Ruth Fainlight

Ruth Fainlight is the author of the collection of verse, Sybils and Others.

Poem: ‘Writing’

Sophia de Mello Breyner, translated by Ruth Fainlight, 24 November 1994

In Palazzo Mocenigo where he lived alone Lord Byron used every grand room To watch solitude mirror by mirror And the beauty of doors no one passed through

He heard the marine murmurs of silence The lost echoes of steps in far corridors He loved the smooth shine on polished floors Shadows unrolling under high ceilings And though he sat in just one chair Was glad to see the other chairs were...

Poem: ‘Sugar-Paper Blue’

Ruth Fainlight, 16 December 1993


Trying to describe a colour by comparison and metaphor is as futile as the attempt to hum the tune I hear in my head. But I thought everyone knew what was meant by sugar-paper blue.

Sugar-paper – that thickish, stiffish somewhat-grainy-surfaced, mottled faded-navy paper glued or folded into bags for sugar: the next image is my aunt and mother sticky-fingered in the family grocery...

Poem: ‘New-Born’

Ruth Fainlight, 25 July 1991

From the roof of her under-reef den a giant Pacific octopus – whose suckered legs are metres long, who changes tone when curious from glowing white to glorious red – hangs a hundred thousand eggs clumped into strands, like clusters of grapes painted on the ceiling of Sennefer’s tomb at Luxor.

‘The rough surface of rock makes the vine-tendrils and fruit more realistic....

Poem: ‘Bouzigues’

Ruth Fainlight, 1 June 1989

There’s a place on the road coming down from the hills where rows of oyster frames unfurl on an indigo sea like a pattern of bamboo fans or blocks of pale embroidery on a geisha’s kimono, whose knees and shoulders press against the border of the wood engraving tight as Alice’s when she started growing.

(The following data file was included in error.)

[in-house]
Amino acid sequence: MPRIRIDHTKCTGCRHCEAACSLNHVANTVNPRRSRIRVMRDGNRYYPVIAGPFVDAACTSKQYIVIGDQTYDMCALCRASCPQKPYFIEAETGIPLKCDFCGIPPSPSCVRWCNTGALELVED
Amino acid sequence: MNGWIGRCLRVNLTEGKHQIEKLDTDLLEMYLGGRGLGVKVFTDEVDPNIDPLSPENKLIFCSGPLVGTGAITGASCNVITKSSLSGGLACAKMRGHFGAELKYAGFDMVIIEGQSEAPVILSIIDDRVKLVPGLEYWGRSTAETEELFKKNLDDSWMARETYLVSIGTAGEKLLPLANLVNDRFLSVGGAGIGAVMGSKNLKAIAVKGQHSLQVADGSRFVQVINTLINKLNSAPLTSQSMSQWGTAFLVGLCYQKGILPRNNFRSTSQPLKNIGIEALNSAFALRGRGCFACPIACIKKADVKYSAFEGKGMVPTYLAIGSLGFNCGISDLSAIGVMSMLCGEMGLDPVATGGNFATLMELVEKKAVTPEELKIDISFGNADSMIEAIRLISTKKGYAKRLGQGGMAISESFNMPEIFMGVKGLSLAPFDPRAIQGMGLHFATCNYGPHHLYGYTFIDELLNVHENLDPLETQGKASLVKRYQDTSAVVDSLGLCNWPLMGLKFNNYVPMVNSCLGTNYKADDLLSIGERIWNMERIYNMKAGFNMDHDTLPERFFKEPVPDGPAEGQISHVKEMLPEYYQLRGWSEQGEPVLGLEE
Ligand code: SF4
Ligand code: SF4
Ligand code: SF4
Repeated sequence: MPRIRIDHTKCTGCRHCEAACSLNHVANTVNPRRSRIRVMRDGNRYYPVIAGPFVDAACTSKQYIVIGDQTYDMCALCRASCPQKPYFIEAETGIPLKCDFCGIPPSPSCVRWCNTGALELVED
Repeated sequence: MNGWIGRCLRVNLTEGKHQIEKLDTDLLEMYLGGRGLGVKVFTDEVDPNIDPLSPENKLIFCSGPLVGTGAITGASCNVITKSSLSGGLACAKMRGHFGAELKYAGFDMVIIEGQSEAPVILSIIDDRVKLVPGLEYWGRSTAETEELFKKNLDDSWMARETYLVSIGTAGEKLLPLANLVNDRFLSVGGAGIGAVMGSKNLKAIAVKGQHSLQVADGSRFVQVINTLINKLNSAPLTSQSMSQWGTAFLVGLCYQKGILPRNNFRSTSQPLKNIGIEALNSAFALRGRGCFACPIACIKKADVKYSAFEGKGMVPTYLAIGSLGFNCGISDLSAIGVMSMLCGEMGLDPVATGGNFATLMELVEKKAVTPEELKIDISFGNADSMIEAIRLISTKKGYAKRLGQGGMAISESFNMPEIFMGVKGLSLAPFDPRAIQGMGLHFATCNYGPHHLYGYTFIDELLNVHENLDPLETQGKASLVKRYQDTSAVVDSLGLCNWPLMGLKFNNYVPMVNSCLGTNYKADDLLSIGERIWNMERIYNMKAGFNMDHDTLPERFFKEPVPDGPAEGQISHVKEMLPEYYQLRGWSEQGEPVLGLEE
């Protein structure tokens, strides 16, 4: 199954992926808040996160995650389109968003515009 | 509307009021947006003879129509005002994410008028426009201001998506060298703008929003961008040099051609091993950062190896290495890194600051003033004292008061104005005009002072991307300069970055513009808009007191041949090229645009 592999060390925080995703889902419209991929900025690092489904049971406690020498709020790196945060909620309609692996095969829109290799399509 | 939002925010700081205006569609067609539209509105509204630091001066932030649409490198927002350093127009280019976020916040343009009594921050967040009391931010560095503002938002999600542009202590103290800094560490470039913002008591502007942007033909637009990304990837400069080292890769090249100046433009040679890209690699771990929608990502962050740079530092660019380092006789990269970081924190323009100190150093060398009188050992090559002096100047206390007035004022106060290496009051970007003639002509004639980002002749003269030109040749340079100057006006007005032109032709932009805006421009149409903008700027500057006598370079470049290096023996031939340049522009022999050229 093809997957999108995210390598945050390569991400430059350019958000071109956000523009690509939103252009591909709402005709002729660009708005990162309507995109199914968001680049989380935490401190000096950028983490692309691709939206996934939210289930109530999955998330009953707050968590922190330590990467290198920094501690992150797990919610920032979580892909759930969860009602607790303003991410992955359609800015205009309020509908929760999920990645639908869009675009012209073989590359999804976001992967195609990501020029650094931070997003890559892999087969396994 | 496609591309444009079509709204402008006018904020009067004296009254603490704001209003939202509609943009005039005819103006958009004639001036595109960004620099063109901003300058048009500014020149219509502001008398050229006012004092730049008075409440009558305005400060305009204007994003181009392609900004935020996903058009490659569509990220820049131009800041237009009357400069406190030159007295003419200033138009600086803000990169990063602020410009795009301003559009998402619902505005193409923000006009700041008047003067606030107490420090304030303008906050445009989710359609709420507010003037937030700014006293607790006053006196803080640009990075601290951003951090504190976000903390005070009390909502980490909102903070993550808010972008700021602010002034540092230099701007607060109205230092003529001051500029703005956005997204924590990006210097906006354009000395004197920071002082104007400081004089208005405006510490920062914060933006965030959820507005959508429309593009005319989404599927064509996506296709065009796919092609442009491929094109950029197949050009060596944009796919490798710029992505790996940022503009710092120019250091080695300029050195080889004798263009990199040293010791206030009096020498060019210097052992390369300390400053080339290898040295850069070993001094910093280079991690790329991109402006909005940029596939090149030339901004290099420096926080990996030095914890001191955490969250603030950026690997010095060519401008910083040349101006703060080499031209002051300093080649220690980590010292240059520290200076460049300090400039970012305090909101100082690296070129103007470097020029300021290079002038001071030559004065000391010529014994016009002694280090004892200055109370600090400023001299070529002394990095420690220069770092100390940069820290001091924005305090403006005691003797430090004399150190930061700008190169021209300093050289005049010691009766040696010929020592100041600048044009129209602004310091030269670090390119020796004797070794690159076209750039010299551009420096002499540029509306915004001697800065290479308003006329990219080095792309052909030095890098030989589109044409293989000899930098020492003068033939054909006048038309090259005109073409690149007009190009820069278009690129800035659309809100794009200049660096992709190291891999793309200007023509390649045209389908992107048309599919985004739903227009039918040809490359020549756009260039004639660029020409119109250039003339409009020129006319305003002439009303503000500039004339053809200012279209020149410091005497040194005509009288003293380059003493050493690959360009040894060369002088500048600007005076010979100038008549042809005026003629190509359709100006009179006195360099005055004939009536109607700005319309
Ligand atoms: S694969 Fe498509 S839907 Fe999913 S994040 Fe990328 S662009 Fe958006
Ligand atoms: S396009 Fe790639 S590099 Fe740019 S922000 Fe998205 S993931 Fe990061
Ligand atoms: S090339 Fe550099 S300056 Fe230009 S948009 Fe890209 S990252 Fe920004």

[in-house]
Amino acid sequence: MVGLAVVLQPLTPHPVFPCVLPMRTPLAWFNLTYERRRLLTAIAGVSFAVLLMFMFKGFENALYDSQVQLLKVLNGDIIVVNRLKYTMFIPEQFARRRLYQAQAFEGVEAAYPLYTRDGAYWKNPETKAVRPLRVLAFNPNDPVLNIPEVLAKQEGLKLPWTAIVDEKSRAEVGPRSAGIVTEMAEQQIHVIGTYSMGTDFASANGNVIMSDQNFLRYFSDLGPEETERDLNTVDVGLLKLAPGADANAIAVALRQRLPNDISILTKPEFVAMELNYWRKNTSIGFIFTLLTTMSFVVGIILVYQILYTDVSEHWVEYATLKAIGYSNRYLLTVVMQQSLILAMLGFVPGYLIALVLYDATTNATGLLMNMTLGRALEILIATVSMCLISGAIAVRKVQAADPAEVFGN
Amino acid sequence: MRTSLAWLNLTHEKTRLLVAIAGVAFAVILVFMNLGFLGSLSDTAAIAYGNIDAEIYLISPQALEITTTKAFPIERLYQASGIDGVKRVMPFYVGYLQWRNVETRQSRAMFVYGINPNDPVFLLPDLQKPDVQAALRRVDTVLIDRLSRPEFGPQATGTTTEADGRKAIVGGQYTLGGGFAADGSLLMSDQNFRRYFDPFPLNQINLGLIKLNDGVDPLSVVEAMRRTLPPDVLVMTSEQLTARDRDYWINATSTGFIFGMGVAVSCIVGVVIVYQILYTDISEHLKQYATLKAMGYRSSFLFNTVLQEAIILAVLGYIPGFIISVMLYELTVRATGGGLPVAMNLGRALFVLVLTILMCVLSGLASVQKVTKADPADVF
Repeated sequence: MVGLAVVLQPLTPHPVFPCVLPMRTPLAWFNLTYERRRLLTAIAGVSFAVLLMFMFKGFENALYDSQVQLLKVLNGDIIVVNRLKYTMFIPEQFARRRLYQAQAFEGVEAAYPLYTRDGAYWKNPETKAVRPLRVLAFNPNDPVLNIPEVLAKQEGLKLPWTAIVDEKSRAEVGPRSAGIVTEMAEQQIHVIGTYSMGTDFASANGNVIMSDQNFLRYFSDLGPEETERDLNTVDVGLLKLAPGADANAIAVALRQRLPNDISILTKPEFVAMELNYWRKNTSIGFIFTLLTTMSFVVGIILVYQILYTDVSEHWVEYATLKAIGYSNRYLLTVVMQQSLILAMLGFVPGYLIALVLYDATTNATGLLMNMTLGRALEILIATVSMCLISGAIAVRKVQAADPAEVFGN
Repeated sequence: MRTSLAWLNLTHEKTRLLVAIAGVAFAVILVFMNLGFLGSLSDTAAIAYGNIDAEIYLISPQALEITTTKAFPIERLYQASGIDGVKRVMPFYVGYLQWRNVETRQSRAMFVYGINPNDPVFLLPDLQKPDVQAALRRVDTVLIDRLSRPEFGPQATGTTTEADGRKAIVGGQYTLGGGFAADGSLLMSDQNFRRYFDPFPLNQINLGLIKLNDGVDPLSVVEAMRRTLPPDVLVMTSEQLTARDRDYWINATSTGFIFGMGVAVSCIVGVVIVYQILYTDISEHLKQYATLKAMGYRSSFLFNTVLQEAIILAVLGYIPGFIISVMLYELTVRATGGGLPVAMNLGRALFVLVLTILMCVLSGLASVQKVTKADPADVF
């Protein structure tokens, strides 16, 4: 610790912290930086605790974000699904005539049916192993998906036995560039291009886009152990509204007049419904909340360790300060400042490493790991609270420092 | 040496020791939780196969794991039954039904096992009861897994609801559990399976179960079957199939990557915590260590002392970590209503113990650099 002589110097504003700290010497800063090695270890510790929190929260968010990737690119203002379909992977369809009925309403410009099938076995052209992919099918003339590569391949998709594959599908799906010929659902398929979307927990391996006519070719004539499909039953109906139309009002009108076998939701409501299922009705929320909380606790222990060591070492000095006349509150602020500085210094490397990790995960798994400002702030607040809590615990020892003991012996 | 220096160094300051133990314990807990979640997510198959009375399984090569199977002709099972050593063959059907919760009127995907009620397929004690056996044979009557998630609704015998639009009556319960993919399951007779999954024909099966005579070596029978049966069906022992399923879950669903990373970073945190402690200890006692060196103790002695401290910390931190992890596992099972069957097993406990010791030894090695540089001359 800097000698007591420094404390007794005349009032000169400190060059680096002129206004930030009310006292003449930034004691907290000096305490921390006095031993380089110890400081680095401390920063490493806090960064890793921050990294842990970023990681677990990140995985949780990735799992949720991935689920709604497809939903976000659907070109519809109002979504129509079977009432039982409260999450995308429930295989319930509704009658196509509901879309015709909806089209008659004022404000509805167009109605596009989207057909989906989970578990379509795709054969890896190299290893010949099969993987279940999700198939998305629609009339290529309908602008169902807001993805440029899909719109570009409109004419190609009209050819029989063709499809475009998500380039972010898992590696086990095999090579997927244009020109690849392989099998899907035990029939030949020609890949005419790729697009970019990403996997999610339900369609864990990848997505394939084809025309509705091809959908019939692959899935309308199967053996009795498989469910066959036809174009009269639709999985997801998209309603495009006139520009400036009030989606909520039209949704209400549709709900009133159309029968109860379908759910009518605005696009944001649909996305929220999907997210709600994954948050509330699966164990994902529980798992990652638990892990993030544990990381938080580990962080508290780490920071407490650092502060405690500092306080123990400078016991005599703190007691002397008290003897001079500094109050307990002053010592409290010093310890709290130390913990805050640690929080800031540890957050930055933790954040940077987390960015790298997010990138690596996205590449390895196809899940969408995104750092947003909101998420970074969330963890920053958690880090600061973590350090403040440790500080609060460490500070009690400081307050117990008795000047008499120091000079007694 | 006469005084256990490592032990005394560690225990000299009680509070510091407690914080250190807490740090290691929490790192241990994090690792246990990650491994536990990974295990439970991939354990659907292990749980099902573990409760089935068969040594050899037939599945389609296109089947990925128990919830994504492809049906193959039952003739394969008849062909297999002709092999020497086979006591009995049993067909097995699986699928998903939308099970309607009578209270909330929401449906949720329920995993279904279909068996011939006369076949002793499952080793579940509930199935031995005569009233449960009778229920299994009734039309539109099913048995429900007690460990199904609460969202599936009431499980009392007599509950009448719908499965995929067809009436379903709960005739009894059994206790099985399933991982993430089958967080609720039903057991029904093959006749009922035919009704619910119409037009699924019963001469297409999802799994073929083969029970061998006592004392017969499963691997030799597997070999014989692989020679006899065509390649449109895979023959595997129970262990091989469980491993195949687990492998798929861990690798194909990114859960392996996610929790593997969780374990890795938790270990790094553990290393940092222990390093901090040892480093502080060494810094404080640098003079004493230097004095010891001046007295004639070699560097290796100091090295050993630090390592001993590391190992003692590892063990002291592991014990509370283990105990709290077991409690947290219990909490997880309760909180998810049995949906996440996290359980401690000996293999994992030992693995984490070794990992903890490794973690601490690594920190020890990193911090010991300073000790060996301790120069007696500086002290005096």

The high-piled mass of the dead volcano cone is her oiled and twisted...

Poem: ‘Early Rivers’

Ruth Fainlight, 2 February 1989

This jar of rosy-purple jam is labelled Early Rivers, August ’82 – the date I made it, the name the farmer gave those plums, smooth as onyx eggs, but warmer.

The dimpled groove, bloom-dusted, down each fuit pouted at the touch of my knife, yielding the stone I put inside a cotton sock (relict of a worn-out pair – every boiling dyed it darker crimson – from one...

Poem: ‘Poppies’

Ruth Fainlight, 3 September 1987

A bed of them looks like a dressing-room backstage after the chorus changed costume,

ruffled heaps of papery orange petticoats and slick pink satin bodices.

Every petal’s base is marked with the same confident black smear as a painted eyelid

and the frill of jostling purple anthers sifts a powdery kohl that clogs the lashes

shading watchful glances from dilating pupils, as though all...

Poem: ‘Like Manet’s ‘Olympe’’

Ruth Fainlight, 19 December 1985

Like Manet’s ‘Olympe’, naked in the afternoon heat and manilla-shaded light, my aunt lay on the green watered-silk of her bedspread. Smooth hair, proud head, short but shapely legs and high breasts were so much the same as the painting I had just fallen in love with, that I faltered, still half in the doorway, almost afraid to enter.

Through one moted beam that cut across...

Poem: ‘My Fuchsia’

Ruth Fainlight, 15 November 1984

My fuchsia is a middle-aged woman who’s had fourteen children, and though she could do it again, she’s rather tired.

All through the summer, new blooms. I’m amazed. Yet the purple and crimson have paled. Some leaves are yellowed or withering.

The new buds look weaker and smaller, like menopause babies. But still she’s a gallant fine creature performing her function.


Poem: ‘Death’s Love-Bite’

Ruth Fainlight, 6 May 1982

A slow-motion explosion is what my mouth’s become, front teeth thrusting forward at impossible angles. Incisors once in satisfactory alignment cruelly slice through lips and tongue, and molars grind each other into powder. Though it took almost thirty years for them to drift so far apart, the pace accelerates. My mouth contains meteors and molecules, the splintered bones of mastodons,...

Poem: ‘Lost Drawing’

Ruth Fainlight, 17 July 1980

Bare winter trees in silhouette against a clear cold turquoise sky just after sunset: during the war, at my aunt’s house in Virginia, I tried to draw them – trees like these in England which she never saw – and now, trees in my garden make me feel the first true pang of grief since her death.

Between the wash-tubs and storecupboards filled with pickled peaches and grape-jam,...

We shall not be moved

John Bayley, 2 February 1984

There remains a most decided difference – indeed it grows wider every year – between what Philip Larkin calls ‘being a writer’, or ‘being a poet’, and managing...

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Derek Mahon, 5 June 1980

It would be disingenuous of me to pretend that I have taken the full measure, or anything like it, of Middleton’s Carminalenia, an intensely difficult collection about as far removed from...

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